The French bulldog has exploded in popularity in the United States and the United Kingdom in recent years, and for understandable reasons: It's a handy size, easy to groom, and people find its personality and looks adorable.
The breed has leapt from 11th in American Kennel Club registrations in 2013 to fourth in 2017. But the trend isn't good news to those you'd think might welcome it.
"In my opinion it's horrible, because those figures are not produced by responsible breeders," says Virginia Rowland, president of the French Bull Dog Club of America.
That's because, in their quest to make the "perfect" bulldog, many irresponsible breeders are ignoring the health issues that plague the breed—such as chronic eye, skin, digestive, and particularly, respiratory disorders.
A big part of the problem is that breeds like French bulldogs, pugs, and English bulldogs are what's called brachycephalic—bred to have that cute, short muzzle. In extreme cases, these dogs can get so dangerously overheated and short of breath that they need surgery to open their nostrils and shorten their soft palate. (See "Dogs' Brains Reorganized by Breeding.")
Research done in the UK and published in 2016 found that almost half of French bulldogs have significant breathing problems, with over 66 percent showing stenotic nares, or excessively tight nostrils.
"He Was Slowly Suffocating"
Heather Hanna was already well versed in French bulldog health issues when she purchased her third "Frenchie," named Arnie, in 2015.
"I knew before picking him up from his breeder's house that he had some sort of health problems and was having trouble keeping on weight, but I had no idea the extent of it all," says Hanna, who lives in Wyoming.
Arnie couldn't even lie down to sleep due to difficulties breathing. After six months of research and consultations with vets, Hanna decided to take Arnie to Germany for advanced surgery to treat his constricted airways. (See "Dogs Are Even More Like Us Than We Thought.")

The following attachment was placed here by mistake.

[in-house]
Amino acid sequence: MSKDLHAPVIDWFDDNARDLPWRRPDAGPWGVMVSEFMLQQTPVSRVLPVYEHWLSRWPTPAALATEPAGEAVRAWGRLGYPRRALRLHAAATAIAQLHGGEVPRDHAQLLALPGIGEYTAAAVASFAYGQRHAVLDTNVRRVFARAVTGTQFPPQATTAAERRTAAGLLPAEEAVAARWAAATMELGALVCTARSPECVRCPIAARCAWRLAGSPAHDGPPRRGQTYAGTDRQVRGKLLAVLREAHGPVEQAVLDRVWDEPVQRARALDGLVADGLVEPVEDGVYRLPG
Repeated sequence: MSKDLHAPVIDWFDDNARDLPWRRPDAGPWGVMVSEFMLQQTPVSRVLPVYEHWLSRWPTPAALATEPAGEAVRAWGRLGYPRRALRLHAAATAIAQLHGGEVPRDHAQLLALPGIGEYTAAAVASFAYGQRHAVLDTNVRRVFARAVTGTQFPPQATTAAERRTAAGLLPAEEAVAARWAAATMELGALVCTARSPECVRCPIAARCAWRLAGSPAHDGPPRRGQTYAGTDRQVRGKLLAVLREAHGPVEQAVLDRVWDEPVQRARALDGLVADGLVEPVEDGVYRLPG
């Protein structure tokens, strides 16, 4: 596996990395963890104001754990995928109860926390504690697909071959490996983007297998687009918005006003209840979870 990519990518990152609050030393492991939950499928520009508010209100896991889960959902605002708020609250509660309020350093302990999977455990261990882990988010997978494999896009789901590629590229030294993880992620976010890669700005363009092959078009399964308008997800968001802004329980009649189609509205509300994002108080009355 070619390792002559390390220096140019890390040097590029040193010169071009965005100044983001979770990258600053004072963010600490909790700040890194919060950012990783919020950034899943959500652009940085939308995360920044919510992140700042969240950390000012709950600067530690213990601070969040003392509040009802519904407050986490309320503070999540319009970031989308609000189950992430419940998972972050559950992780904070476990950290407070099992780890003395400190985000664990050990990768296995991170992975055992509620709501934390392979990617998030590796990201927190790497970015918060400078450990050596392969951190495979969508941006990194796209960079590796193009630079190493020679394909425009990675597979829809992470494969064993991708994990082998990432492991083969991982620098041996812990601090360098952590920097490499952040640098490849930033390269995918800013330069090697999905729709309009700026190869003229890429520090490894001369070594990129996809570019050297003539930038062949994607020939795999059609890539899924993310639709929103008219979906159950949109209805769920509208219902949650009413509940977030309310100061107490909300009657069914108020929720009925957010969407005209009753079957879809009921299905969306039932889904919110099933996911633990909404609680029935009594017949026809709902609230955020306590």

"I didn't know if the surgeries would work, but it was either make the trip or euthanasia, Arnie's quality of life was that bad," she says. "He was slowly suffocating to death before my eyes."
After Arnie was home, Hanna realized that her other French bulldog, Milly, was suffering from the same acute respiratory issues. Milly was one of the first dogs to have the advanced airway procedure done in the U.S., but it wasn't enough: She also went to Germany for additional surgery.
Compare today's brachychephalic dogs with decades-old photos, and it's clear that snouts have gotten shorter. Dog show standards probably drove that trend, but things may be changing.
"Judges more and more and becoming more educated and more cognizant that the really tight nostrils are not a good thing," says Jerold Bell, a veterinary geneticist at Tufts University in Massachusetts.
"Five years ago, when I would show a picture of a French bulldog with really tight nostrils, the answer judges would give back to me is, 'What's the rest of the dog look like?'"
Rowland, who serves as a judge for French bulldog shows, says she would "not reward a dog that has any kind of breathing issue."
Calvin Dykes, the French Bull Dog Club of America's chairperson for health and genetics, notes that the club has required health tests for member breeders that have improved the French bulldog breed. In 2009, 24 percent of French bulldogs tested in the U.S. carried a gene responsible for juvenile hereditary cataracts; in 2017, the rate is less than 2 percent, thanks to the use of DNA testing to make breeding decisions. (See your dog pictures submitted to National Geographic.)
"I have no less than a thousand dollars in health tests [done] on a female before I breed her," Dykes notes.
Start of a Movement
However, both of Hanna's dogs came from show breeders; she'd been advised to go that route after her first French bulldog, Tudors Grace, died young.
So perhaps it's no surprise that many have demanded more than the good intentions of judges and breeders. In the UK such a movement started in 2008 with the BBC documentary, "Pedigree Dogs Exposed," and its 2012 sequel.
As a result, in 2012, the UK Kennel Club introduced vet checks for brachycephalic breeds at shows, and in 2016, a petition signed by over 40,000 veterinary professionals led to the creation of a working group aimed at improving their health.
As yet, there's no similar push for oversight in the United States.
Tufts University's Bell is part of a group developing a physical test to evaluate tight nostrils—but a test won't solve the problem by itself, he says. Breeders need to make better choices.
"You have to select in breeding dogs that can breathe well," he says. "We do know from studies that that is very heritable. If you select for open nostrils, you're going to get wider nostrils." (Read more about how dogs evolved in National Geographic magazine.)
For now, it's buyer beware. Bell advises seeing a breeder's full medical records as well as their dogs' test results.
Hanna has a more radical suggestion.
"I would recommend choosing another non-flat-faced breed or, even better, adopt a mutt from the shelter—one with a proper nose and a bit of a tail," she says.
"I will never, ever, ever intentionally acquire another Frenchie."